Kate St. John presented Peregrine Falcons – A Success Story.
Kate has been watching peregrines since the 90’s. She explained the history of Peregrines in PA and the story of their successful reintroduction. She told the family histories of Dorothy, Hope and Morela and covered some of the other breeding pairs in our area.
This was our annual Christmas Cookie party. Members brought cookies, ate cookies, took cookies home!
We will take our annual winter break January and February 2020 .
Donna Foyle presented Introduced and Endemic Birds from Three Hawaiian Islands. Even from a young age, Donna was fascinated with birds. She got her first camera at age 7 and the rest is history. Donna was on a bird tour in February with three other birder friends. Her photos were fantastic of beautiful introduced birds and also a few natives. Many birds are threatened because of introduced predators, ie rats and disease carrying mosquitoes. One albatross that she photographed had a leg band. She was able to trace the number to find out that it was probably seven years old, sex undetermined.
Mike Fialkovich presented “Birds and Nature in Southern Texas”.
In November, 2018, Mike joined an Audubon Society of W. Pennsylvania tour to the Lower Rio Grande Valley in Texas to see the area’s famed birds, Mike shared his photographs of the birds, other wildlife and plants that the group experienced during the trip.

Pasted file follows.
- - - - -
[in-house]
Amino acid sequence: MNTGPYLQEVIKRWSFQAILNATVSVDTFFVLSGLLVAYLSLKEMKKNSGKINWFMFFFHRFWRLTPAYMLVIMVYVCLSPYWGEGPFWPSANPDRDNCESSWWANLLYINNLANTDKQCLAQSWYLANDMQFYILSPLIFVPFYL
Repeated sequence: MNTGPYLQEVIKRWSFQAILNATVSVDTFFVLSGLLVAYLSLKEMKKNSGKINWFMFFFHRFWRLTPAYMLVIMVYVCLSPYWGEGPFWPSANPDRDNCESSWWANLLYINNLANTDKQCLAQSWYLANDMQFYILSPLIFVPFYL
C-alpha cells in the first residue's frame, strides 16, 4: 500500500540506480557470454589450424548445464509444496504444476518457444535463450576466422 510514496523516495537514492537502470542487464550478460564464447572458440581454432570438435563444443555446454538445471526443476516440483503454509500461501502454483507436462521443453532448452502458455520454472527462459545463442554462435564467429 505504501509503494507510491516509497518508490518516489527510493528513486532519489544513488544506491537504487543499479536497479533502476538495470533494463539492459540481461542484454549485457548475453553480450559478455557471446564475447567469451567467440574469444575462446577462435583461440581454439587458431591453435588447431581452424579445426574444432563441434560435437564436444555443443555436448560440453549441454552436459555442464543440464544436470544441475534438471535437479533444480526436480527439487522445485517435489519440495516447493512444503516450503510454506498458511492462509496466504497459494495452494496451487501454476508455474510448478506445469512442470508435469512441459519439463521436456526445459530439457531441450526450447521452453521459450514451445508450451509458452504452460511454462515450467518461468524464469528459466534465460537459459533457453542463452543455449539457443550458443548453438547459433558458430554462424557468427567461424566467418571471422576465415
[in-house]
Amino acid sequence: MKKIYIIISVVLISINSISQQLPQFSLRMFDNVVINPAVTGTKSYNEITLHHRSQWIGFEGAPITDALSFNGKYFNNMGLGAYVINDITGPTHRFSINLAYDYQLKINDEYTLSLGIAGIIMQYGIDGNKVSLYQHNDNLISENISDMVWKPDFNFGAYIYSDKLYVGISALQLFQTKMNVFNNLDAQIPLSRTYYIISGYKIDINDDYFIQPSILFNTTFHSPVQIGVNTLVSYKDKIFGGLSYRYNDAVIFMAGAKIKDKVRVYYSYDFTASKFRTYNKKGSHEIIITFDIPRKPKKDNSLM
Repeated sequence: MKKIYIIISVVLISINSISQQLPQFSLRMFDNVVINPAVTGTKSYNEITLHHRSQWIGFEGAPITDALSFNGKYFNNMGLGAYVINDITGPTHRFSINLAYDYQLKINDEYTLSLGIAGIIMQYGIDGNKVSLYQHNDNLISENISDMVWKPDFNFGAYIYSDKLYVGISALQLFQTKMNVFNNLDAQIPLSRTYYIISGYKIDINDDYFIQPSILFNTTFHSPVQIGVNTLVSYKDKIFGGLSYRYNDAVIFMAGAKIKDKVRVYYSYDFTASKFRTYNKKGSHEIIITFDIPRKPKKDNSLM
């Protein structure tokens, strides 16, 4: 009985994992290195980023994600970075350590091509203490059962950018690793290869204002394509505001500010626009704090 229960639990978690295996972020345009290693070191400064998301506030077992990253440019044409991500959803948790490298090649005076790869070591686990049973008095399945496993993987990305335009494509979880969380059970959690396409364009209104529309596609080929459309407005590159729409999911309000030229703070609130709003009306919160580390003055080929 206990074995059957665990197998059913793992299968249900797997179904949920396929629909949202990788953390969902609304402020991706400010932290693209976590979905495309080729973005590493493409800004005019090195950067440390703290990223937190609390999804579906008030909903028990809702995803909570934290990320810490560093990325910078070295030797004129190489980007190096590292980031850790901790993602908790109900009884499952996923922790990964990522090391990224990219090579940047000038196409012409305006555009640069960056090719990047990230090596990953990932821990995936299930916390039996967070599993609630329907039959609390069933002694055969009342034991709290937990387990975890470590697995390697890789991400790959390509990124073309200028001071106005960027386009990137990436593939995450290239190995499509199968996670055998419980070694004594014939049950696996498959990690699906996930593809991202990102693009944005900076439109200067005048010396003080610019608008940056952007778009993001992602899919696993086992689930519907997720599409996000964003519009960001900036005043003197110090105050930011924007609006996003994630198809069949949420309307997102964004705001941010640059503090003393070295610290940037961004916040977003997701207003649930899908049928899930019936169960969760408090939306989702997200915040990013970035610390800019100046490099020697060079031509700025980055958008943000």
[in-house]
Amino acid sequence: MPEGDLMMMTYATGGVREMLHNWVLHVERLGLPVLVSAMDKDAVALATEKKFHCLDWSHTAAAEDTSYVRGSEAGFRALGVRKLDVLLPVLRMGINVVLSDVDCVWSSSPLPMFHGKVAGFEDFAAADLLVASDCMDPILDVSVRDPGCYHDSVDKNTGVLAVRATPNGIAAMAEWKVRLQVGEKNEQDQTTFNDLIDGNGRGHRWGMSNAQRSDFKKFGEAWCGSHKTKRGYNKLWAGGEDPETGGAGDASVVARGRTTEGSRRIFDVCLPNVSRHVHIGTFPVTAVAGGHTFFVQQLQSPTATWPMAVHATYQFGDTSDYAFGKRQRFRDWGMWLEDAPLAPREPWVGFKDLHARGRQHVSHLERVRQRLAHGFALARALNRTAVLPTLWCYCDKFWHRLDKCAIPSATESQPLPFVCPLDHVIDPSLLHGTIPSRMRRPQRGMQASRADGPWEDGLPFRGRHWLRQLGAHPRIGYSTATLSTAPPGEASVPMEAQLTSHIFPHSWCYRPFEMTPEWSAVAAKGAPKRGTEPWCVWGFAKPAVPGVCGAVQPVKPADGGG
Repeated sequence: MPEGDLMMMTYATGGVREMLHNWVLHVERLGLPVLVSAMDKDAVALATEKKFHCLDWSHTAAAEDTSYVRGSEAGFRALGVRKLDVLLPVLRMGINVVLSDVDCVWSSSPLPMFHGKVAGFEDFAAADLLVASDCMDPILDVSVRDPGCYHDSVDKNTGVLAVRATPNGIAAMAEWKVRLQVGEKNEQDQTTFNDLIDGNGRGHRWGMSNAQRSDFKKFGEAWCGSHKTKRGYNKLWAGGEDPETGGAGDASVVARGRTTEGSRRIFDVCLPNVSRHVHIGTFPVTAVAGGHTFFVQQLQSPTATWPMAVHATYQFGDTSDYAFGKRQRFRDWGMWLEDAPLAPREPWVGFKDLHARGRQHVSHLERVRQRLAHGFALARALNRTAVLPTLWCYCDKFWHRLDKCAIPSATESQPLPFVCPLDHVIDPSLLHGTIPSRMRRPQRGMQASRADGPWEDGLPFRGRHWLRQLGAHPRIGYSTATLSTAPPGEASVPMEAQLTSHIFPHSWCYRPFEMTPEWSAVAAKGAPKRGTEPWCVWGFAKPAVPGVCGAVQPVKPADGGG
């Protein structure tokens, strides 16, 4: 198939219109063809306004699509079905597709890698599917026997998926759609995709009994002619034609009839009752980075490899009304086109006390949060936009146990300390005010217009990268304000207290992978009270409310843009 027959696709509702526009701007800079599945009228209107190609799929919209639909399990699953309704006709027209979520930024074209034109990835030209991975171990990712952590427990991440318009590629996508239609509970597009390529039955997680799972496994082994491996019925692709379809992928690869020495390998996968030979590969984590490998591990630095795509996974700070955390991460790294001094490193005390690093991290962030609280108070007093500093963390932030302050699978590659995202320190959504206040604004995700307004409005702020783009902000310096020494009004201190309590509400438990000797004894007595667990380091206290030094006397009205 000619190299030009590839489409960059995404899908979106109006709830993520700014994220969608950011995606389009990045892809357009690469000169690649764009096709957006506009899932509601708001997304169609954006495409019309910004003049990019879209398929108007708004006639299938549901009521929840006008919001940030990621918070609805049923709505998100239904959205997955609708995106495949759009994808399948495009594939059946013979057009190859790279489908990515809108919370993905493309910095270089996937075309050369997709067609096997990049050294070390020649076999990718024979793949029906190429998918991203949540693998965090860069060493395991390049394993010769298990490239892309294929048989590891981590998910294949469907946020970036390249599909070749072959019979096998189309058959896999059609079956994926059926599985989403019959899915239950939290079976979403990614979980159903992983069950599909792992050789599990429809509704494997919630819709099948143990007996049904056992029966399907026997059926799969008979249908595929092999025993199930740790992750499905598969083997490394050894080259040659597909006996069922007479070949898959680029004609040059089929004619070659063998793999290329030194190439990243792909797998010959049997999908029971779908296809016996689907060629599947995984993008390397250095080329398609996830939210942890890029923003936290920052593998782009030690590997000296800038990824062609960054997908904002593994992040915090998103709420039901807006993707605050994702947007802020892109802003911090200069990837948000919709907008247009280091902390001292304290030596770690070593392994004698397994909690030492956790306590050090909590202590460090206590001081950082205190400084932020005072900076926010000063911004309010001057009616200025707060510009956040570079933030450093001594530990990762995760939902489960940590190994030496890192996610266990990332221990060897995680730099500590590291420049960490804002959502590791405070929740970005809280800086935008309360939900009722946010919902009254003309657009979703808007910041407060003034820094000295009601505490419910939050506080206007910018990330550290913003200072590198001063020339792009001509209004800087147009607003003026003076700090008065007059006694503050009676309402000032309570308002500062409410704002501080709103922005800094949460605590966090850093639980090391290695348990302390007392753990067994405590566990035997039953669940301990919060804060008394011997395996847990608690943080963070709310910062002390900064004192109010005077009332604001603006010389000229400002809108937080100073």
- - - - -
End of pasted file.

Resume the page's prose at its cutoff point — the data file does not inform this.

Our seven members were rewarded with clear blue skies, low humidity and high 70’s temperatures. We saw 79 species of flowers in bloom, fresh beaver signs, birds, butterflies, moth, dragonflies and mushrooms.
Friday, June 28, 2019 at 10:00 am. Leader: Dianne and Bob Machesney
(H) 412-366-7869 (C) 412-523-0368
Directions: 79 North to route 488 exit- Portersville. Left at the exit to rte. 19.Take rte 19 north 13 miles make right on Black Road. Pass the corn silos. At bottom of hill is 4 way intersection. Turn left on Nelson rd .About 1/2 mile turn right onto #2 Mine Rd. Pass swamps on either side of road. At the rise in the road turn right into gravel/grass parking lot, where we will meet. Just past the parking lot is the railroad grade on the left that goes thru Shollards wetland where we will be walking. The gated road in the parking lot goes back to Black Swamp and many ponds.
Ryan Tomazin presented Holistic Birding: Seeing Without Seeing, Hearing Without Hearing. The slideshow and audio focused on trying to deepen our senses beyond the obvious, for when birds don’t behave and sing nicely in full view. The theories draw upon Ryan’s personal experiences with our eclectic feathered brethren. He has deliberately blurred out his chosen picture in order to punctuate his presentation.
This was our last meeting of the season. Next meeting September 12th. See you on the trail.
On an overcast day, we walked the first mile of the trail before it started to drizzle. Wearing rain gear and using our umbrellas, we finished the round trip without getting wet. We saw 29 species in flower and two in bud.
Photos By: Dianne Machesney
Flowers in Bloom